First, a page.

completed by staff at the corporate headquarters in Reston, Virginia. 
DynCorp's responses were based on financial data for DynCorp and its
subsidiaries that also operate in New Mexico (e.g., Aerotherm). 

EG&G's principal DOD work in New Mexico is providing communications
equipment; operating radar and navigation facilities at Holloman Air
Force Base; and doing advanced research, development, testing and
evaluation work.  In 1996, DOD awarded prime contracts to EG&G to
provide advanced development and exploratory research and development
(including medical) services at Kirtland Air Force Base and to
operate radar and navigation facilities at Holloman Air Force Base,
among other things.  EG&G's survey data was completed by staff at the
Albuquerque office and includes data only for EG&G Management
Systems. 

Kit Pack Company is located in Las Cruces, south of Holloman Air
Force Base near White Sands Missile Range.  Kit Pack's principal DOD
work in New Mexico is providing aircraft spare parts and modification
kits.  In 1996, DOD awarded prime contracts to Kit Pack to provide
aircraft hydraulics, vacuum and deicing system components, airframe
structural components, and torque converters and speed changers,
among other things.  After it completed and returned the survey to
us, Kit Pack officials informed us that it was currently operating
under Chapter 11 bankruptcy due to the termination for default of an
Army contract.  Kit Pack had filed an appeal of the termination,
which was pending when we completed our work.  The company indicated
that it has seen a severe reduction in the number of DOD contracts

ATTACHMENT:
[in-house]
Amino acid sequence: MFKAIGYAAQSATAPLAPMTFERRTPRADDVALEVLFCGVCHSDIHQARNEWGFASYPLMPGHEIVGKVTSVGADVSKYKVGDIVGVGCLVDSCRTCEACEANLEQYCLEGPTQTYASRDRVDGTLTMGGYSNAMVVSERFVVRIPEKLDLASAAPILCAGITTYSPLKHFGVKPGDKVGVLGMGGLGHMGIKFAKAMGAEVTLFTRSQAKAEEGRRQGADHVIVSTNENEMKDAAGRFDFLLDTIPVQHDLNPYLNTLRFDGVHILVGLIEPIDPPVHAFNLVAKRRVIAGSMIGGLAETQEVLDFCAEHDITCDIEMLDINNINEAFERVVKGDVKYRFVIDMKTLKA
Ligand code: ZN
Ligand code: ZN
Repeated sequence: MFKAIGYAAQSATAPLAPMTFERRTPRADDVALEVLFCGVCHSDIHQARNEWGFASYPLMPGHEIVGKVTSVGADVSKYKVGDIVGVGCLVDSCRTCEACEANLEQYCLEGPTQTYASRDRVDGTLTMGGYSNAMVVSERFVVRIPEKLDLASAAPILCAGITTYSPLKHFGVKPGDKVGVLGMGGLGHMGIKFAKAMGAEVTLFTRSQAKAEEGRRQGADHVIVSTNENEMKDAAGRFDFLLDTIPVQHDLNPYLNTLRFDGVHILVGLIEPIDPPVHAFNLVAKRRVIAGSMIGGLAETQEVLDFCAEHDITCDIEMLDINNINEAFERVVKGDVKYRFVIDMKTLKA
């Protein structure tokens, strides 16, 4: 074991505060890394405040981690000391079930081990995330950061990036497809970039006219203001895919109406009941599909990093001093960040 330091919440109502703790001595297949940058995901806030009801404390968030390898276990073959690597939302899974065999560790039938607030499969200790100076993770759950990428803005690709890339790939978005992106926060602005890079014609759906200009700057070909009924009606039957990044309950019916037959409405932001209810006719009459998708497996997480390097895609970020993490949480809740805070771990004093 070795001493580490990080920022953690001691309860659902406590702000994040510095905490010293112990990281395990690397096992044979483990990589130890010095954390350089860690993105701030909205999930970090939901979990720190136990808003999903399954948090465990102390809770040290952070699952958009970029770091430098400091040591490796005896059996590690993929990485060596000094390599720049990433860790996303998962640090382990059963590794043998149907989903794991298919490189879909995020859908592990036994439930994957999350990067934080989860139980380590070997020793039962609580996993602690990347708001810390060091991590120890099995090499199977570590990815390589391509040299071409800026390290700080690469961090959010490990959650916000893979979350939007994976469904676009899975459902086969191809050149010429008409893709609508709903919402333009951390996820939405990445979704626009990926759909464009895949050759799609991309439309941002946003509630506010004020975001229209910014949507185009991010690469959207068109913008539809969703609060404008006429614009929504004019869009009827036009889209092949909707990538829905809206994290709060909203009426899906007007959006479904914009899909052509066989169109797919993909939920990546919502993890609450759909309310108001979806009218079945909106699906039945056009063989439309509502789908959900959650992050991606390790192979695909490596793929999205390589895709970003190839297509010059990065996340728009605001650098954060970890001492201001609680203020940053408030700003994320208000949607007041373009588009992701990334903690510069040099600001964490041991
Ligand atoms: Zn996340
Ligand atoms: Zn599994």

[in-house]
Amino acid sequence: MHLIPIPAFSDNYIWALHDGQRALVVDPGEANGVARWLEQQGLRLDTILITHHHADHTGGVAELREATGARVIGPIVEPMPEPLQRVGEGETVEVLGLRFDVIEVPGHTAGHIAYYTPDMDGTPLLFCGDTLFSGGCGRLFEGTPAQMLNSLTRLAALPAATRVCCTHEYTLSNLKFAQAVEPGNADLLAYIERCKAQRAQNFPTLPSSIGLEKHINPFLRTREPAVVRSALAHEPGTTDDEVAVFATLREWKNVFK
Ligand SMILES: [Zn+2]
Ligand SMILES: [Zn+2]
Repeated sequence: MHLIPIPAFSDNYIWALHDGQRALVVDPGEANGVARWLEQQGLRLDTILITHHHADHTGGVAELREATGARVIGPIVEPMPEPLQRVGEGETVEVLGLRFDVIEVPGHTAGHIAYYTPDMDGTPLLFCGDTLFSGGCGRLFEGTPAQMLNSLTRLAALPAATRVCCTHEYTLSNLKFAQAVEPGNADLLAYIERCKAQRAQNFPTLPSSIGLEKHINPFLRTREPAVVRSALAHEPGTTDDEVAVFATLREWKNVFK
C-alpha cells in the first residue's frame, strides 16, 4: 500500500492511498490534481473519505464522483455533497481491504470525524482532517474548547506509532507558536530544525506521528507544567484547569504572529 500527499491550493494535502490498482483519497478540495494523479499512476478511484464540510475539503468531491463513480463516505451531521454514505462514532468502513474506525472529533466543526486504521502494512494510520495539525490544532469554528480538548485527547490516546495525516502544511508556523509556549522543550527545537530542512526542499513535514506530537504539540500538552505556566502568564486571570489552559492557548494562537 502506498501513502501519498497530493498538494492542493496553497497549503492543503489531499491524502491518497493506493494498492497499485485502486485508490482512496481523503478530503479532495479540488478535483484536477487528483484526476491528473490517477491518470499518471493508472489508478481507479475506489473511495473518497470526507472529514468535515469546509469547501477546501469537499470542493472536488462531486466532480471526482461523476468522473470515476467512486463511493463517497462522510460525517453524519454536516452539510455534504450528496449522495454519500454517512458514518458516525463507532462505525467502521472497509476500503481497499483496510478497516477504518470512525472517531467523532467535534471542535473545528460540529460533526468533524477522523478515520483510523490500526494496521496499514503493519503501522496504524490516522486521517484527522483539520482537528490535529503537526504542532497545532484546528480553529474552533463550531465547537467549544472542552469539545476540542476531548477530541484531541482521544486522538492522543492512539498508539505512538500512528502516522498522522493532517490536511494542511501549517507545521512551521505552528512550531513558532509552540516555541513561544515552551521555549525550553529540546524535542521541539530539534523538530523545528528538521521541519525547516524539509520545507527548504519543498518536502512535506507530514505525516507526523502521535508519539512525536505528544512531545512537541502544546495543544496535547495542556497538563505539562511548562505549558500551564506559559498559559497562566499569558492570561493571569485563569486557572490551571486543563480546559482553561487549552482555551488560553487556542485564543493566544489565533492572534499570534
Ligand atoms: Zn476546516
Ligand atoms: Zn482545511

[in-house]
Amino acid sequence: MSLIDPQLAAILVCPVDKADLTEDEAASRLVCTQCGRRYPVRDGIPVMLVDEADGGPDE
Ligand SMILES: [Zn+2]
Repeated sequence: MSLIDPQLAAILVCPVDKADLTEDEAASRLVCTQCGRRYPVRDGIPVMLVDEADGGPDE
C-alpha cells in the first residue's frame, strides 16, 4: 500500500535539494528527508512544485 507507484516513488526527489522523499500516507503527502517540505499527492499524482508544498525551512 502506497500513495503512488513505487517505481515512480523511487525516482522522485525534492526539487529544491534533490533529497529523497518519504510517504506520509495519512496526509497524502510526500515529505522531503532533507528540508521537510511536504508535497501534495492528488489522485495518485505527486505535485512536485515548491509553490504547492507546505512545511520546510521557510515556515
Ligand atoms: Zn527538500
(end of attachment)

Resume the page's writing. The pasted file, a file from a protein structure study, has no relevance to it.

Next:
awarded since it filed for bankruptcy.  Kit Pack staff in Las Cruces
completed our survey. 

We were unable to obtain survey information from Lockheed Martin. 
Company officials indicated that they did not have the type of
information we requested broken out by states or geographical
locations.  In a follow-up meeting, company officials provided us
with information on their total expenditures to New Mexico suppliers,
annual payroll for their employees in New Mexico and the number of
employees in the state between 1992 and 1996.  The information was
developed by staff in Lockheed Martin's Washington operations office. 

We could not use Lockheed Martin's information because it was not
broken out by specific federal agencies, nor could we determine
whether the total expenditures, payroll, or employment were
associated with government-funded work or whether they were part of
the company's commercial business.  Over the course of several
meetings and conversations with Lockheed Martin officials, we
obtained detailed supplier expenditure information from the Lockheed
Martin Consolidated Procurement Program which was broken out by
specific Lockheed Martin business units.  Company officials said that
this would provide an indication of the type of business activity
(e.g., DOD, DOE, NASA, and commercial) that the expenditures were
made for.  In addition, we were given information on corporate sales
and payroll by staff in Lockheed Martin's tax department. 

We discovered several discrepancies in the company's financial
information.  When we discussed these with company officials, they
indicated that the data provided by the Washington operations office
were "less reliable" than other data.  Company officials also
indicated that their record-keeping had been challenged by the recent
merger/acquisition activities (i.e., Lockheed and Martin Marietta in
1995 and the Loral acquisition in 1997).  Lockheed Martin officials
said that different companies had different information systems and
that some information may have been lost during the recent merger. 


   KEY LIMITATIONS
------------------------------------------------------- Appendix III:3

Our survey was not designed to specify or measure the exact amount of